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  • Teapot

    German
    about 1780–85
    Made at Höchst Manufactory (Germany)

    Object Place: Germany

    Description

    Markings

    Mark: =hand drawn=

    Provenance

    Gift of Mr. and Mrs. George W. Wales to the MFA in 1895 (Accession Date: March 28, 1895)

    Credit Line

    Gift of Mr. and Mrs. George Washington Wales

    Details

    Dimensions

    12.6 x 12.9 x 9.5 cm (4 15/16 x 5 1/16 x 3 3/4 in.)

    Accession Number

    95.301a-b

    Medium or Technique

    Hard-paste porcelain

    Not On View

    Collections

    Europe

    Classifications

    Ceramics, Porcelain

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  • Teapot

    Russian
    about 1830
    Made at Popov Manufactory (Moscow, Russia)

    Object Place: Moscow, Russia

    Description

    Porcelain; white ground, with green spout, and raised branches and leaves.

    Markings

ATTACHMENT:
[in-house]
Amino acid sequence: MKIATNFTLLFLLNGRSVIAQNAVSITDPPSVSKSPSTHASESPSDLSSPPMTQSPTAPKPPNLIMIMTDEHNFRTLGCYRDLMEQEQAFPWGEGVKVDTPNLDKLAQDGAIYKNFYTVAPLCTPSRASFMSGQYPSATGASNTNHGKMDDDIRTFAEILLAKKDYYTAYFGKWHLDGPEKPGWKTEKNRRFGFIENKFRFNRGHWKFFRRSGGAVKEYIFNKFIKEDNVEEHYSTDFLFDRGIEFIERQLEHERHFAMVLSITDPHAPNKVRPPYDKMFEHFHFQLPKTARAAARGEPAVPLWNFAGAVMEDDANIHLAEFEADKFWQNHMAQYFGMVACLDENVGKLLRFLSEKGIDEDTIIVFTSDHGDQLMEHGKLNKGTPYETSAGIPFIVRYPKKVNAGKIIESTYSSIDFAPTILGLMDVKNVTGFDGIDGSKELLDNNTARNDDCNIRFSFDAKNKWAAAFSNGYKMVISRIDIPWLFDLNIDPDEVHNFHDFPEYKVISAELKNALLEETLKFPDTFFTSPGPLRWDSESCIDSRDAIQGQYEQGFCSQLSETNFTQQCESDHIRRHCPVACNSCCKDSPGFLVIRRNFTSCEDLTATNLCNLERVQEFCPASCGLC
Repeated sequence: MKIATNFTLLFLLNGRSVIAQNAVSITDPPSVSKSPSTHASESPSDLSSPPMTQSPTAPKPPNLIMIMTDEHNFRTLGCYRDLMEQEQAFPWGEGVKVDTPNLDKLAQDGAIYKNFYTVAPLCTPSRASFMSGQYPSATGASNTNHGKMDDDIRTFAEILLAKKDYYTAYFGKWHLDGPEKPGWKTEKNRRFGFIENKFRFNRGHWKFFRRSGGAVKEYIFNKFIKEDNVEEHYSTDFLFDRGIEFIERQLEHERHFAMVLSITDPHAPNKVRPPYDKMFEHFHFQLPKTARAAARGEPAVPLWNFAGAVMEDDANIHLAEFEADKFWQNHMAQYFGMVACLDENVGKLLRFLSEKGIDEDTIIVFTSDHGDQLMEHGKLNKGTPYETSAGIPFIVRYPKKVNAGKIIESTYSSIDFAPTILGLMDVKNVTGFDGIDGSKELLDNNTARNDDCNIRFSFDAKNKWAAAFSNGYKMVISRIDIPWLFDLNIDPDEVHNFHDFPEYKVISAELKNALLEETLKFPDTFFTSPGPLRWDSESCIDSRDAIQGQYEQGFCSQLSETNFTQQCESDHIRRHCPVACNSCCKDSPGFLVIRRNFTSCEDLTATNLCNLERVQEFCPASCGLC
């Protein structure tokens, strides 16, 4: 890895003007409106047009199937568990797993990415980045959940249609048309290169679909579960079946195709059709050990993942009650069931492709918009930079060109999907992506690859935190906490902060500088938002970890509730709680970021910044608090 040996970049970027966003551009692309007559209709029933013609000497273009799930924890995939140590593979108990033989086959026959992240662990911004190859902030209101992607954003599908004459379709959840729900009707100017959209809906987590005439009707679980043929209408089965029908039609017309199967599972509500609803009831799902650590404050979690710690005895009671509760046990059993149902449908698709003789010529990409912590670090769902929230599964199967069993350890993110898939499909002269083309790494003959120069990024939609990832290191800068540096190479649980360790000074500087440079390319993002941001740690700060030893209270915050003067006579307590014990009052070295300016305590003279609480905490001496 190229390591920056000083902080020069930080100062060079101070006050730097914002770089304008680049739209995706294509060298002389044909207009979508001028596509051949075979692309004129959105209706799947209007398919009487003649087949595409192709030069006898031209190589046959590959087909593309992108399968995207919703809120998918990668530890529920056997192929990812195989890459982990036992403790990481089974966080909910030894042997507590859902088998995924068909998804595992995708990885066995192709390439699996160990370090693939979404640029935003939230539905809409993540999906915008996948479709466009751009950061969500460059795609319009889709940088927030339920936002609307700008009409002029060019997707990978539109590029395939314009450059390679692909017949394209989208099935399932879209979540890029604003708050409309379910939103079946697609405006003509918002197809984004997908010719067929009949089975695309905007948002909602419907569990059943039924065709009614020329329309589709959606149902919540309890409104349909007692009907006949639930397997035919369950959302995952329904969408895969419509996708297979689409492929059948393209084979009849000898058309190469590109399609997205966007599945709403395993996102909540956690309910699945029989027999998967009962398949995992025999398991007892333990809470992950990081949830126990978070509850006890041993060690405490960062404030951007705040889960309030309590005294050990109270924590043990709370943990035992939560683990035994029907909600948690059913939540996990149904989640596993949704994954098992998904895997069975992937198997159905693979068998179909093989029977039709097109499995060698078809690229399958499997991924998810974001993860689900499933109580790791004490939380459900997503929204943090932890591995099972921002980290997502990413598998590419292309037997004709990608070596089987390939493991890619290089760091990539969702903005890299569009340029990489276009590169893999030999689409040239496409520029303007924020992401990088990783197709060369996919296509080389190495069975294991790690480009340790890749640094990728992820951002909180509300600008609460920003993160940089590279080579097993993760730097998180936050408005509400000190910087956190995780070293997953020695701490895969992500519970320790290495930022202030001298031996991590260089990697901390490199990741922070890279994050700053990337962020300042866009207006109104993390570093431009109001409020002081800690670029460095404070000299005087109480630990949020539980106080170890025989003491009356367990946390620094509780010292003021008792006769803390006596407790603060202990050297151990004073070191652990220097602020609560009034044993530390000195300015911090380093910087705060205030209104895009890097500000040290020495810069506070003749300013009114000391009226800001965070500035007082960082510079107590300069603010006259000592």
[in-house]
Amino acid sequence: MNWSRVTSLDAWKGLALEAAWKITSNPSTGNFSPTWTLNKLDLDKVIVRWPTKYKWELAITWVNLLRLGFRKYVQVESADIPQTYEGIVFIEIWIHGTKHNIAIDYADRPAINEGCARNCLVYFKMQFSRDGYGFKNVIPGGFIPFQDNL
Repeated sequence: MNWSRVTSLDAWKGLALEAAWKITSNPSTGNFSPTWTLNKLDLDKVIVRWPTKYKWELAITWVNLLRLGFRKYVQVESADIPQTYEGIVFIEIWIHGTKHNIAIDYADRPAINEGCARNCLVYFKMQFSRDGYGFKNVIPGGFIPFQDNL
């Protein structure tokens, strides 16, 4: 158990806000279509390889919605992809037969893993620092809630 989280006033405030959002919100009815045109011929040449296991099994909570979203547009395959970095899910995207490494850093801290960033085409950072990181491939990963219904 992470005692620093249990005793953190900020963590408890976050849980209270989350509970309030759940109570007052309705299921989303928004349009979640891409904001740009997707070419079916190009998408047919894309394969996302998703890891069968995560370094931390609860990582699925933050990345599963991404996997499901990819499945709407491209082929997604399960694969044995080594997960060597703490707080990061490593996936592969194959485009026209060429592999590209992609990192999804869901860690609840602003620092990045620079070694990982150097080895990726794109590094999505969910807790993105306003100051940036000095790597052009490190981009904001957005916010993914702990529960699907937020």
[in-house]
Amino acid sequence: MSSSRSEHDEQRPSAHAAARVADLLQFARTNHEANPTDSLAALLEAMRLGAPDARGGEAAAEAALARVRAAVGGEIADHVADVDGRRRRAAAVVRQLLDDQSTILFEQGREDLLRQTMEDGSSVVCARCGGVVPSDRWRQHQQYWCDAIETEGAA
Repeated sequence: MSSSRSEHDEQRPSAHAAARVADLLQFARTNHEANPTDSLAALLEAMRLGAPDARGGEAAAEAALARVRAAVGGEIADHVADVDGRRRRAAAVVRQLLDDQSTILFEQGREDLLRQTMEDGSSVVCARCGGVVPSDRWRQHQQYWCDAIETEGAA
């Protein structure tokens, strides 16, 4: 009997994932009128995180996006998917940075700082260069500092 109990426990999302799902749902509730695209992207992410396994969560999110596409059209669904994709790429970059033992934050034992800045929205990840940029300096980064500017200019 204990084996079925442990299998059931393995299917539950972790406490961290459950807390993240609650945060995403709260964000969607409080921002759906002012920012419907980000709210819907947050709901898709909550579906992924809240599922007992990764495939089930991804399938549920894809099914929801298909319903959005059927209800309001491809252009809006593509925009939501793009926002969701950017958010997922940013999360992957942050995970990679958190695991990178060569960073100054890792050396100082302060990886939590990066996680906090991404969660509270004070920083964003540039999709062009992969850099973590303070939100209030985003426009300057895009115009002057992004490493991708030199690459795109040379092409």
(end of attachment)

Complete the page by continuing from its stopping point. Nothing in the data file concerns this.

=hand-drawn mark= in blue.

    Provenance

    Bought in St. Petersburg, 1887; Bequest of Mrs. John H. Thorndike to the MFA in 1899 (Accession Date: December 5, 1899)

    Credit Line

    Bequest of Mrs. John H. Thorndike

    Details

    Dimensions

    8.8 x 17.5 x 9.9 cm (3 7/16 x 6 7/8 x 3 7/8 in.)

    Accession Number

    99.639a-b

    Medium or Technique

    Hard-paste porcelain

    Not On View

    Collections

    Europe

    Classifications

    Ceramics, Porcelain

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  • Teapot

    English
    1785–90
    Made at Wedgwood Manufactory (Staffordshire, England)

    Object Place: England